to look upon, but very detrimental to the • In the beginning God made the souls of owner, unless it be a King or a prince who womankind out of different materials, and takes a fancy to such a toy. in a separate state from their bodies. • The ninth species of females were taken
out of the ape. These are such as are both uncertain term of a few years, his designs ugly and ill-natured, who have nothing will be contracted into the same narrow beautiful in themselves, and endeavour to span he imagines is to bound his existence. detract from or ridicule every thing which How can he exalt his thoughts to any thing appears so in others.
great and noble, who only believes that, The tenth and last species of women after a short turn on the stage of this world, were made out of the bee; and happy is the he is to sink into oblivion, and to lose his man who gets such a one for his wife. She consciousness for ever? is altogether faultless and unblameable. For this reason I am of opinion, that so Her family flourishes and improves by her useful and elevated a contemplation as that good management. She loves her husband, of the soul's immortality cannot be resumed and is beloved by him. She brings him a too often. There is not a more improving race of beautiful and virtuous children. exercise to the human mind, than to be freShe distinguishes herself among her sex. quently reviewing its own great privileges She is surrounded with graces. She never and endowments; nor a more effectual means sits among the loose tribe of women, nor to awaken in us an ambition raised above passes away her time with them in wanton low objects and little pursuits, than to value discourses. She is full of virtue and pru- ourselves as heirs of eternity. dence, and is the best wife that Jupiter can • It is a very great satisfaction to consider bestow on man.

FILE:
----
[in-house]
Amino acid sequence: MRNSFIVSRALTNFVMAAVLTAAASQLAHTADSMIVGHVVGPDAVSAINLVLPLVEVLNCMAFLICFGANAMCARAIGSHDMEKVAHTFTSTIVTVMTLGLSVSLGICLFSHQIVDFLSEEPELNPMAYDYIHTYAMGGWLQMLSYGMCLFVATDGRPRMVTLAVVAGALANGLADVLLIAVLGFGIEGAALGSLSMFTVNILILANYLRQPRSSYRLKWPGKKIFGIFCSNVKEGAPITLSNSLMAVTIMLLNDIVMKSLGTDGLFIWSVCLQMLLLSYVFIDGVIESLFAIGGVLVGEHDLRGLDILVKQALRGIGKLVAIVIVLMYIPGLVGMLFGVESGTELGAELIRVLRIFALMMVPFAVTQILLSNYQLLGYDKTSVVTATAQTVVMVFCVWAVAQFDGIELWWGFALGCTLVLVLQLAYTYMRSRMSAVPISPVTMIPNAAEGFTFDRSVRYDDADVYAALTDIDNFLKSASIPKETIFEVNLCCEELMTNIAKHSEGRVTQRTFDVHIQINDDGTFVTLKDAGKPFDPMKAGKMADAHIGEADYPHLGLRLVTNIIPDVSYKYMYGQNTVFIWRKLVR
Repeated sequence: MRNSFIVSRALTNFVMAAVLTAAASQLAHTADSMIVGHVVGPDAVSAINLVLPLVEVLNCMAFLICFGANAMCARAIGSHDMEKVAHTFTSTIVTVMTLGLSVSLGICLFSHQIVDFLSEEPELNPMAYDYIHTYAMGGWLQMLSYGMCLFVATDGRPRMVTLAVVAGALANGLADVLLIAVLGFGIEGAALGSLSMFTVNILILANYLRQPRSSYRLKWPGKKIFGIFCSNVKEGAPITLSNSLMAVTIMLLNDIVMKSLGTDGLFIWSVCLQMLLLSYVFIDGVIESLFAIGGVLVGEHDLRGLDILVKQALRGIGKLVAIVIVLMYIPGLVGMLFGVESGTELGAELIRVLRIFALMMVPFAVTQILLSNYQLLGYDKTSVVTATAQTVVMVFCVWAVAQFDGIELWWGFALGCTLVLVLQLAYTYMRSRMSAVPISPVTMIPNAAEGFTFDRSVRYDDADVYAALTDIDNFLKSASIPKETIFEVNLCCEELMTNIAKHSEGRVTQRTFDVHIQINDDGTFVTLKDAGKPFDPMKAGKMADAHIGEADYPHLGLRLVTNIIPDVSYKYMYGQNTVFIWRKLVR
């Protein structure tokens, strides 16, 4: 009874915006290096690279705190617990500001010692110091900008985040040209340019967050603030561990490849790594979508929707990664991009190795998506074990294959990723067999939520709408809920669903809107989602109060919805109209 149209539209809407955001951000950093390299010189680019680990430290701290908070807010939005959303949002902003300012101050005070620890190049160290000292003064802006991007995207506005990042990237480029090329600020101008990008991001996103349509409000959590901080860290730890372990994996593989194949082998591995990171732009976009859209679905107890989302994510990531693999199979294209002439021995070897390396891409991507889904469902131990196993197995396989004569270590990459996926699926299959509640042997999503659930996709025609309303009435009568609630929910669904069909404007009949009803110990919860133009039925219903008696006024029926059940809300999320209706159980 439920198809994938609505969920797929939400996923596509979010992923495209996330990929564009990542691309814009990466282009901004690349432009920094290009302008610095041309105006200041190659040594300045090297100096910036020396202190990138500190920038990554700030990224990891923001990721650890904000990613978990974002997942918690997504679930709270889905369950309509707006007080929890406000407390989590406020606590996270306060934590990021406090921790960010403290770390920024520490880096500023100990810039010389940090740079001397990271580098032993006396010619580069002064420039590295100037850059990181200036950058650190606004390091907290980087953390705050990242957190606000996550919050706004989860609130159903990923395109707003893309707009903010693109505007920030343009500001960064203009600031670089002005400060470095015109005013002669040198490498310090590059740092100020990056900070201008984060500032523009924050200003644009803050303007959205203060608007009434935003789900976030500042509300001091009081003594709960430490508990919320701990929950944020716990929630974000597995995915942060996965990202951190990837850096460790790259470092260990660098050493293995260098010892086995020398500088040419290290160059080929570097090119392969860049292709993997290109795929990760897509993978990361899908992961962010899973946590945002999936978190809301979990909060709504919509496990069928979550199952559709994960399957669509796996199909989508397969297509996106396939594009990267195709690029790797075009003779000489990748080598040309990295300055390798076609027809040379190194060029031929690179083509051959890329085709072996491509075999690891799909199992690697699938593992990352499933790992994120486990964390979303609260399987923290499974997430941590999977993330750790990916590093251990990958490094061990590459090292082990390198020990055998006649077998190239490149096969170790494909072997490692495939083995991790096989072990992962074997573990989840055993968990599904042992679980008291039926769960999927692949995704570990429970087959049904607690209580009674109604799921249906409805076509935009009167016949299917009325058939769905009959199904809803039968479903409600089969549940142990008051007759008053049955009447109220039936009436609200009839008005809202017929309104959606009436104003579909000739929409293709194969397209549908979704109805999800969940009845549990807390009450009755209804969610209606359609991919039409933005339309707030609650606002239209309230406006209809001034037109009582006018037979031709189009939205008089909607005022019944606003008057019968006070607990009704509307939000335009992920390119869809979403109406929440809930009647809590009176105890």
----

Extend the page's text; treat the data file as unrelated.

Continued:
the best and wisest of mankind in all naI shall conclude these iambics with the tions and ages, asserting as with one voice motto of this paper, which is a fragment of this their birthright, and to find it ratified the same author; "A man cannot possess by an express revelation. At the same time any thing that is better than a good woman, if we turn our thoughts inward upon ournor any thing that is worse than a bad one. selves, we may meet with a kind of secret